The Korean War, often called America’s Forgotten War, was an armed conflict between several parties who participated in WWII. The Korean Peninsula had been ruled by Japan since 1910 but after Japan’s defeat in WWII in 1945, the victorious Allies divided the Korean peninsula at the 38th parallel with the Soviets in the north and the Americans in the south supporting the native populations. Reunification efforts and cross-border raids continued from 1945 until North Korean forces invaded South Korea on June 25, 1950.
UN forces joined the Americans in the South to repel the invasion while the Communist Chinese entered the conflict on the side of the Soviets and the North Koreans. This conflict escalated quickly and for a time, there was fear of nuclear war, but the nuclear threat was abated when the armistice was signed on July 27, 1953. The armistice formally established the 38th parallel as the dividing line between North & South Korea and created the DMZ, a 2.5 mile wide demilitarized zone that acts as a buffer between the two countries.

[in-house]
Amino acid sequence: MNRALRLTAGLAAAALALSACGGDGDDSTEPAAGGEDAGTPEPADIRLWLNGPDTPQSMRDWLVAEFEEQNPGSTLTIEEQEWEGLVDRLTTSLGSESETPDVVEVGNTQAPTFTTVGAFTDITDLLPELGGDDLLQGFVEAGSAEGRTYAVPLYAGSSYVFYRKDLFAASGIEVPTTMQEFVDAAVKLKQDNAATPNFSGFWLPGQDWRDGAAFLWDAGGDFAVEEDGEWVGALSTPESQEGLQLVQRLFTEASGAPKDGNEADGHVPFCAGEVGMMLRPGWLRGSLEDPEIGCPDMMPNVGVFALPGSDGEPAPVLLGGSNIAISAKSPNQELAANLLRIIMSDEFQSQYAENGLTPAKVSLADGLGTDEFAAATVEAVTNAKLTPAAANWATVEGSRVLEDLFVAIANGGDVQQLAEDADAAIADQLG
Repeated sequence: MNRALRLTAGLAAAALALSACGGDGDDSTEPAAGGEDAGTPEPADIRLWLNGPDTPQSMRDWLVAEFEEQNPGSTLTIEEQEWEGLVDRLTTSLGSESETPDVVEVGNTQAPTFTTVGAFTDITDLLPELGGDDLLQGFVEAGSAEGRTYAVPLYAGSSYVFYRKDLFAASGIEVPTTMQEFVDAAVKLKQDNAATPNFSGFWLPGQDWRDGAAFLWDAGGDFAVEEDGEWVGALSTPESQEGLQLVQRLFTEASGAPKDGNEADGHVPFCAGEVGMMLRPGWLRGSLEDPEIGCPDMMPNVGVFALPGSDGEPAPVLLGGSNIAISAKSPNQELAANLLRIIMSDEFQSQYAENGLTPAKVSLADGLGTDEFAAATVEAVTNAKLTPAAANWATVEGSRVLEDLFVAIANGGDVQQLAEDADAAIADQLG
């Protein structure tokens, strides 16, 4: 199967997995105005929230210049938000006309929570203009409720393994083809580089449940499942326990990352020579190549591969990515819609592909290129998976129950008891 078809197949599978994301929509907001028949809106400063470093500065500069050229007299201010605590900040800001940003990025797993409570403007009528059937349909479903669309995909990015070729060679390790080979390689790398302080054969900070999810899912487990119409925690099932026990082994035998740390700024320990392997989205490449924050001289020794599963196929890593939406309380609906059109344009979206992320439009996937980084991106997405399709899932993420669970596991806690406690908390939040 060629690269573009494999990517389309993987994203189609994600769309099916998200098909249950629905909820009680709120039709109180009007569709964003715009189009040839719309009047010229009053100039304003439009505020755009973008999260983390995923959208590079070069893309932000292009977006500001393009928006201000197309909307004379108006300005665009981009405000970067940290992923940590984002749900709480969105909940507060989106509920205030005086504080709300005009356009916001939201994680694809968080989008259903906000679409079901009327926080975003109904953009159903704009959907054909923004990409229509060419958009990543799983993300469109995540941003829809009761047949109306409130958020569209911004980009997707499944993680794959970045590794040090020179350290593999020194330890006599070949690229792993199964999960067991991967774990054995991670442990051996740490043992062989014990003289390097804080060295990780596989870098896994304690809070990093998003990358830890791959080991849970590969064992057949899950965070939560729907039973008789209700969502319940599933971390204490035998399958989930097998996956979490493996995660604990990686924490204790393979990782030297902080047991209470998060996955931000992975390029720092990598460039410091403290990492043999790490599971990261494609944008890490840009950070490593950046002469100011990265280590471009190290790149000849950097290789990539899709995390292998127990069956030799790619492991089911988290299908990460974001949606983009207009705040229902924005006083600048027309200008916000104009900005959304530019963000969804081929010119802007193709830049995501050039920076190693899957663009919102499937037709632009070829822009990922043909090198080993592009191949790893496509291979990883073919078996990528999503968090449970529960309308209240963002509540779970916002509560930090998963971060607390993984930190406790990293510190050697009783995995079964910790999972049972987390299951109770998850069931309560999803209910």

Since the armistice, the paths of the two Koreas have diverged in a dramatic way. South Korea, with American help, has modernized and adopted a free market system. Its citizens enjoy a annual per capita income in excess of $20,000 and South Korea participates in the G20 conferences. In contrast, North Korea has suffered under the despotic rule of various leaders while its citizens starve to death regularly and struggle to survive on a per capita income of less than $2,000 per year.
South Korea’s prosperity is secured even today by a large contingent of American forces, usually in excess of 30,000 personnel. These soldiers, sailors, marines and airmen provide a valuable service to the peace of the world, and their success has been enabled by their predecessors, who fought and died in the Korean War. If you meet a Korean War veteran, thank them for their service and show them that their personal sacrifice is not forgotten. For God & Country!.